Nothing says you love your job then setting up layout that you must shoot the photo to fit. By "shoot to layout" I mean that I created the layout in InDesign with text and boxes as placeholders for some items that would be photographed. Then I took that document and made an overlay for the photographer's computer. With the camera uploading photos immediately we were able see on-screen what the end results would be, in this case, the images below. The top photo is the final layout as published but the photo after that is what was photographed.
It's hard to explain but basically I was moving items, like the pencil back and forth for what seems like millions of times to get the desired affect.
I was able to break out the paint brushes for the next photo! The smallest gestures would alter the eight separate piles forcing me to fix and brush them together again.  Patience was definitely key! Like in the process I explained above, this photo was shot with the overlay of the layout on-screen. As with most plans...they change. You can see in the published version how much the background tile was darkened in post-production to help bring out the slate of key ingredients compared to the photo.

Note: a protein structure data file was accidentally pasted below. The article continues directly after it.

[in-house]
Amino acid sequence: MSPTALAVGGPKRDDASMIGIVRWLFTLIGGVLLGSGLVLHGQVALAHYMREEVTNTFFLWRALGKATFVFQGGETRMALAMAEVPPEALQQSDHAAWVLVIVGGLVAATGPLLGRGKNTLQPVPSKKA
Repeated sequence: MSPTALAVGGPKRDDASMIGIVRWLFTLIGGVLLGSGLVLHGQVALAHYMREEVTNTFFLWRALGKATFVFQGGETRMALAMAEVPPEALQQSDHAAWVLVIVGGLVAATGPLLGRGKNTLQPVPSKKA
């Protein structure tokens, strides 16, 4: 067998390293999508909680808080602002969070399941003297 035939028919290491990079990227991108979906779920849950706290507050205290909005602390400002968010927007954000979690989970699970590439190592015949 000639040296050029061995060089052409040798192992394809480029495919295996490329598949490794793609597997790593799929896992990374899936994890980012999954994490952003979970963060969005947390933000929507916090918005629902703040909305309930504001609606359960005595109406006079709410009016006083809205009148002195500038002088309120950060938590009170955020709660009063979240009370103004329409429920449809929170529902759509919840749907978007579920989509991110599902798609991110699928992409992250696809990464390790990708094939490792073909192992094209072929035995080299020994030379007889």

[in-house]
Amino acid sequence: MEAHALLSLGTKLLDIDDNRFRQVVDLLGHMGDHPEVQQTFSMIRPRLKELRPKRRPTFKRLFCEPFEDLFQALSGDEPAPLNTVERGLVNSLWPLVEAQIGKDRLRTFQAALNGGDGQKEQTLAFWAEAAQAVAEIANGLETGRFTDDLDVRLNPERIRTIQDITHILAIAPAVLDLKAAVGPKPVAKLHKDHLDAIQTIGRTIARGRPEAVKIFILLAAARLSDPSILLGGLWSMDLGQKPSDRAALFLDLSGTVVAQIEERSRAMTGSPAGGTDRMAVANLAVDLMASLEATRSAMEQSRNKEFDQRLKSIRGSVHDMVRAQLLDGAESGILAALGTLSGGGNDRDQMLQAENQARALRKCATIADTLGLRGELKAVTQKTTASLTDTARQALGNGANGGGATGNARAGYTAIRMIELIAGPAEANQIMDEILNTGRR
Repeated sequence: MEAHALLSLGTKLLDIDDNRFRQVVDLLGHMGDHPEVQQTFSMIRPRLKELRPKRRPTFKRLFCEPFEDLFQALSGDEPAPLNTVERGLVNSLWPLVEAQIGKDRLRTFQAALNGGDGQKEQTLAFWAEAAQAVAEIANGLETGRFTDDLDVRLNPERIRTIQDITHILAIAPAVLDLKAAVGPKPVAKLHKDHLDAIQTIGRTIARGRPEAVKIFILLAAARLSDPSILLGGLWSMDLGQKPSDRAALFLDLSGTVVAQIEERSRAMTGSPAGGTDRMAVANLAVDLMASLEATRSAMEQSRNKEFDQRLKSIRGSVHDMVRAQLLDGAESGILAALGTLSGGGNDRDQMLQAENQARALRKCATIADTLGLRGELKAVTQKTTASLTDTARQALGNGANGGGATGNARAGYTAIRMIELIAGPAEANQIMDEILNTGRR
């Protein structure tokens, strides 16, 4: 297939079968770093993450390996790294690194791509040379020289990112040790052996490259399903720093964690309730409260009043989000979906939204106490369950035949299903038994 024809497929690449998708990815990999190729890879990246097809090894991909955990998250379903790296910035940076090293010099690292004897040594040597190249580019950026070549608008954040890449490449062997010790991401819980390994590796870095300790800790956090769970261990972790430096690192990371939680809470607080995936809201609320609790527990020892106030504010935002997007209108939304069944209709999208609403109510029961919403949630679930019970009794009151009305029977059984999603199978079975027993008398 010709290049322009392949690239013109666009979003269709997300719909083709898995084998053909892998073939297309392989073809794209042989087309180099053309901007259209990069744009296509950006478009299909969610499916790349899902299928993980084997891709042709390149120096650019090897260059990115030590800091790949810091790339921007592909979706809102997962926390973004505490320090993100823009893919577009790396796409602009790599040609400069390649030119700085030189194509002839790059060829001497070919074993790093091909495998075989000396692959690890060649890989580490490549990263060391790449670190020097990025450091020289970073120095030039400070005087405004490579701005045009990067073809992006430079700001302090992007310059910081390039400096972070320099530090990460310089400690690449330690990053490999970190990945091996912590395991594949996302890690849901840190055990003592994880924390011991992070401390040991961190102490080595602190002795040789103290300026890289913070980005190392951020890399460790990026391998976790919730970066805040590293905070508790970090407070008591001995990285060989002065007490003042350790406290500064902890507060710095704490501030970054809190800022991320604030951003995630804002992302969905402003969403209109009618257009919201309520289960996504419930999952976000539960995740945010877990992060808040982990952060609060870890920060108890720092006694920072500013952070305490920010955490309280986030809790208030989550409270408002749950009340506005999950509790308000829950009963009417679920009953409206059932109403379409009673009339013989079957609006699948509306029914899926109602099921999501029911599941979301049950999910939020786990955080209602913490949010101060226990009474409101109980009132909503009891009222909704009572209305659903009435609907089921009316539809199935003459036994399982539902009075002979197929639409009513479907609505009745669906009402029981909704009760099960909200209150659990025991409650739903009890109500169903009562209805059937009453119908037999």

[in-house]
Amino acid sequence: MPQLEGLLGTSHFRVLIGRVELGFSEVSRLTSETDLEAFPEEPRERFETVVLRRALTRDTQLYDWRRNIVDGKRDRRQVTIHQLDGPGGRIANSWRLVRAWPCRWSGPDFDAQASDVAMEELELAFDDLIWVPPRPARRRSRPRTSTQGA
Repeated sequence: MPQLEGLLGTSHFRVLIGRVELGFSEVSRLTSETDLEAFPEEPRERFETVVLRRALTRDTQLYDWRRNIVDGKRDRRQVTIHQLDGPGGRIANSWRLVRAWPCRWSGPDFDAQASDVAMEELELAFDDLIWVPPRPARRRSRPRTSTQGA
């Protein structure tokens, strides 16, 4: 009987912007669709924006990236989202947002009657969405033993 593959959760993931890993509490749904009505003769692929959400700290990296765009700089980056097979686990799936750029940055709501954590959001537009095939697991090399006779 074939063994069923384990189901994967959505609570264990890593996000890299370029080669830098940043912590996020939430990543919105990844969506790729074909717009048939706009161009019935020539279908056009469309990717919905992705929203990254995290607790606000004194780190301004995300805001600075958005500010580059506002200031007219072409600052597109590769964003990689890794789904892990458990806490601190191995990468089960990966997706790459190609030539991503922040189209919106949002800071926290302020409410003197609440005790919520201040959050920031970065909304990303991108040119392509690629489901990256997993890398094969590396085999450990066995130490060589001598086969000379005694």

I suggested this concept in the beginning and although it was tougher than I thought to get it all compiled, I'm really satisfied with the final look.
Exploring new ways to display gardening products is an ongoing process here. After trying small bowls, small scoops and other devices I came across a tear sheet that had fresh spices in brown paper bags. Eureka! This was the perfect idea to show these fertilizers shown below. And with the story being focused on organic fertilizers the brown paper bag holders gave a more green, homey approach I wanted and really displayed the differences in the fertilizers well.